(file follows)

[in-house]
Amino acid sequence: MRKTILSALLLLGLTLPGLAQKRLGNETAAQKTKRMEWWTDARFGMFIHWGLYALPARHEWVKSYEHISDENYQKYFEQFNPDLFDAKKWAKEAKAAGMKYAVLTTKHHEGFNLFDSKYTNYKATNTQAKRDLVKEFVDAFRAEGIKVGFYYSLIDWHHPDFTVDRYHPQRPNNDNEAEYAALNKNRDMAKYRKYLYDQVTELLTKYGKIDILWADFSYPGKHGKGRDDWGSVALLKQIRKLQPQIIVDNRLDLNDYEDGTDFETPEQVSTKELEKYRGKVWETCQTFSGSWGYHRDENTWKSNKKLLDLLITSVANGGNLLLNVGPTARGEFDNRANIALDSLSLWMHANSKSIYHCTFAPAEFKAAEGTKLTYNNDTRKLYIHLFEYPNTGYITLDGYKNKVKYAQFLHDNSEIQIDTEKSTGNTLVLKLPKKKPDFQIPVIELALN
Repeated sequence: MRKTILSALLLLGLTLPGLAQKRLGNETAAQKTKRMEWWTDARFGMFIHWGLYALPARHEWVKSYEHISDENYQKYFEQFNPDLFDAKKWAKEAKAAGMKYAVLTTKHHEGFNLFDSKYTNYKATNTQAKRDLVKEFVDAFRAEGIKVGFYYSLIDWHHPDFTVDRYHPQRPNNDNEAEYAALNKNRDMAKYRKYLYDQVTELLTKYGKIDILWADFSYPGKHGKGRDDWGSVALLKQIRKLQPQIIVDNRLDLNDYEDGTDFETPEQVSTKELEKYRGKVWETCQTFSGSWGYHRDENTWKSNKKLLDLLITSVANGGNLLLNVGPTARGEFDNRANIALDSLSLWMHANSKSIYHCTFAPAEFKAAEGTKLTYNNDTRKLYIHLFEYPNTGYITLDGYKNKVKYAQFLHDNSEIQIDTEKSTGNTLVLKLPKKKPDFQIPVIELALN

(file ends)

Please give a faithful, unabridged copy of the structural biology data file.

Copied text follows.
[in-house]
Amino acid sequence: MRKTILSALLLLGLTLPGLAQKRLGNETAAQKTKRMEWWTDARFGMFIHWGLYALPARHEWVKSYEHISDENYQKYFEQFNPDLFDAKKWAKEAKAAGMKYAVLTTKHHEGFNLFDSKYTNYKATNTQAKRDLVKEFVDAFRAEGIKVGFYYSLIDWHHPDFTVDRYHPQRPNNDNEAEYAALNKNRDMAKYRKYLYDQVTELLTKYGKIDILWADFSYPGKHGKGRDDWGSVALLKQIRKLQPQIIVDNRLDLNDYEDGTDFETPEQVSTKELEKYRGKVWETCQTFSGSWGYHRDENTWKSNKKLLDLLITSVANGGNLLLNVGPTARGEFDNRANIALDSLSLWMHANSKSIYHCTFAPAEFKAAEGTKLTYNNDTRKLYIHLFEYPNTGYITLDGYKNKVKYAQFLHDNSEIQIDTEKSTGNTLVLKLPKKKPDFQIPVIELALN
Repeated sequence: MRKTILSALLLLGLTLPGLAQKRLGNETAAQKTKRMEWWTDARFGMFIHWGLYALPARHEWVKSYEHISDENYQKYFEQFNPDLFDAKKWAKEAKAAGMKYAVLTTKHHEGFNLFDSKYTNYKATNTQAKRDLVKEFVDAFRAEGIKVGFYYSLIDWHHPDFTVDRYHPQRPNNDNEAEYAALNKNRDMAKYRKYLYDQVTELLTKYGKIDILWADFSYPGKHGKGRDDWGSVALLKQIRKLQPQIIVDNRLDLNDYEDGTDFETPEQVSTKELEKYRGKVWETCQTFSGSWGYHRDENTWKSNKKLLDLLITSVANGGNLLLNVGPTARGEFDNRANIALDSLSLWMHANSKSIYHCTFAPAEFKAAEGTKLTYNNDTRKLYIHLFEYPNTGYITLDGYKNKVKYAQFLHDNSEIQIDTEKSTGNTLVLKLPKKKPDFQIPVIELALN